It’s easy to pick a new business winner when you choose to franchise. But you may have to check your creativity at the door.
by Michael Puente
Tyler Carter and Lindsay Dudzik are young, ambitious and relatively new owners of businesses. But both took different routes in earning that distinguished title of business owner.
The 30-year-old Carter owns and operates the hottest new franchise restaurant in Northwest Indiana, Chick-fil-A, in Hobart. “The response has been overwhelming,” Carter says.
Dudzik, meanwhile, opened her Pure Envy Salon and Spa in St. John last June, hoping her years as a hair stylist pays off. “It’s going very well. It’s better than I thought it would be,” the 27-year-old Dudzik says.
The business model for both outlets, whether it’s a franchise or start-from-scratch new business, is vastly different, each coming with its own set of skills, demands and expectations.
In Carter’s case, he started working at a Chick-fil-A to make some extra cash while he went to college. That was nine years ago when Carter was studying management and marketing at Anderson University, a small Christian university in Anderson, Ind.
But it wasn’t long before his superiors at a Chick-fil-A restaurant in Anderson noticed just how hard working and dedicated Carter was. After earning his degree and MBA in 2003, Carter didn’t bolt for a job on Wall Street or some big firm in Indianapolis. He decided to stay with Chick-fil-A.
“I’m really thankful and blessed to be with a company like Chick-fil-A,” Carter says. “The values of Chick-fil-A and its positive influence on its employees and customers keep me motivated.”
It wasn’t too long before Carter moved up the management chain at Chick-fil-A. Soon, he was managing another outlet in Fort Wayne. Last year, a major opportunity called.
Chick-fil-A, with 1,600 outlets nationwide, offered Carter a chance to become an owner-operator with minimal financial investment for its newest store, near the Westfield Southlake Mall in Hobart. So with his wife and two young children in tow, Carter arrived in Northwest Indiana to open the store.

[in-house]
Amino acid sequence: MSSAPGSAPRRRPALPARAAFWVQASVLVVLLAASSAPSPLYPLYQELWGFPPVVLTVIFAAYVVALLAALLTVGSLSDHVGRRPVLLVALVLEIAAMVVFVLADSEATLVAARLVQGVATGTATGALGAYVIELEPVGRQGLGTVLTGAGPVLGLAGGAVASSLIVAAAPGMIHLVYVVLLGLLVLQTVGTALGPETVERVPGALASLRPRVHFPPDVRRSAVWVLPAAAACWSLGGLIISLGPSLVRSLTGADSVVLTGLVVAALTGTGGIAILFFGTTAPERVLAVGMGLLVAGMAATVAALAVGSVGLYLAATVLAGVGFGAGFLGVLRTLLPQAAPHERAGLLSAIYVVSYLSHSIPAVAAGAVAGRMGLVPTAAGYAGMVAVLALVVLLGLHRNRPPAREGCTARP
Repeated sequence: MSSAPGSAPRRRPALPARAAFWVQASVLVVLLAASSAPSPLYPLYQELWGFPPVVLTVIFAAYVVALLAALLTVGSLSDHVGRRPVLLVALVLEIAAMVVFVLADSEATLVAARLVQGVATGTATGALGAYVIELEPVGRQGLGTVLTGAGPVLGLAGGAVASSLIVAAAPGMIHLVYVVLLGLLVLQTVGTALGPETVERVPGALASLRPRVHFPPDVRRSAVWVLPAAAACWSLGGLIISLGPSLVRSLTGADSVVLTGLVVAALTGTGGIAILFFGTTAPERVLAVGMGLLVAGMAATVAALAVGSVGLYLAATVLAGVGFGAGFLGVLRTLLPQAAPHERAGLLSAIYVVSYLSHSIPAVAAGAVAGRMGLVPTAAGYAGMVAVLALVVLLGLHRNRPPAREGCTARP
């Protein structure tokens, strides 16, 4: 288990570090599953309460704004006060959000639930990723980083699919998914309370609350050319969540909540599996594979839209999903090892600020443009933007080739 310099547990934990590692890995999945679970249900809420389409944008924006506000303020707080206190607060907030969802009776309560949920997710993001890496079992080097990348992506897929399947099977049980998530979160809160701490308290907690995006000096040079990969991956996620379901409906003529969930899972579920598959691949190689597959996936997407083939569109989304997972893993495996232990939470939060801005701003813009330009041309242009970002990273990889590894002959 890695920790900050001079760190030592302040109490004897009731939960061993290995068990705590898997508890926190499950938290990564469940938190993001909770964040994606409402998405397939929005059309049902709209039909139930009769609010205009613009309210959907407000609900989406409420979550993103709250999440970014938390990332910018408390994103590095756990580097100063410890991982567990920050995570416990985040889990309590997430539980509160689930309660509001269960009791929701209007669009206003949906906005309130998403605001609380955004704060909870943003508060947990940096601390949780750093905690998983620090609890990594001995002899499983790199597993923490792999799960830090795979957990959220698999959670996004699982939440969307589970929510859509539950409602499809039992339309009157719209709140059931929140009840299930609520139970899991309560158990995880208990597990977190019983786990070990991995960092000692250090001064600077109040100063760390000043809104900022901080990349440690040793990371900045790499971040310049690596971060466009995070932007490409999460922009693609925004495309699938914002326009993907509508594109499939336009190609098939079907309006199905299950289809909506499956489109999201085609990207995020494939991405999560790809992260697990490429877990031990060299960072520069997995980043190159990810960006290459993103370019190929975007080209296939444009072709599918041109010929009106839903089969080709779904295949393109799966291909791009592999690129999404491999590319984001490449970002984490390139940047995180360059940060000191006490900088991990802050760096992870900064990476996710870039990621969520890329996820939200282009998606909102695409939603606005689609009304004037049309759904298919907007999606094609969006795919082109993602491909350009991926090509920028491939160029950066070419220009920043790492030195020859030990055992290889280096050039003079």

“We were kind of surprised by the response we received,” Carter says of last October’s opening of the Chick-fil-A store. Hundreds of customers camped outside the store to become the first in line when the restaurant opened its doors for the first time in Northwest Indiana. “The response has been overwhelming,” says Carter, now a Northwest Indiana resident.
Carter said the Chick-fil-A corporation, based in Atlanta, provides lots of training and support for its owner-operator. About 60 percent of all Chick-fil-A owner-operators come from within the ranks of the restaurant operation. “The other 40 percent come from all walks of life,” Carter says.
But because becoming an owner-operator came with only a minimal financial investment, Carter says the company made a chance-of-a-lifetime even easier to achieve. “I didn’t have the millions it takes to open a McDonald’s or something like that,” Carter says.
According to FranNet, a franchise consulting group based in Louisville, Ky., the number of U.S. franchise establishments is expected to increase by nearly 14,000 in 2012 with the number of jobs expected to grow by about 168,000.
Moreover, the economic output generated by franchise business is expected to grow by 5 percent, from $745 billion to $782 billion. And, according to World Franchising, there are more than 3,500 active franchise systems in North America.
Some of the top food service industry franchises, says World Franchising, are basically those that you find in a typical suburb or mall: Arby’s, Applebee’s, 7-Eleven, Church’s Chicken, Little Caesar’s and Auntie Annie’s pretzels. For retail, Radio Shack and Snap-On Tools are listed among the top franchises.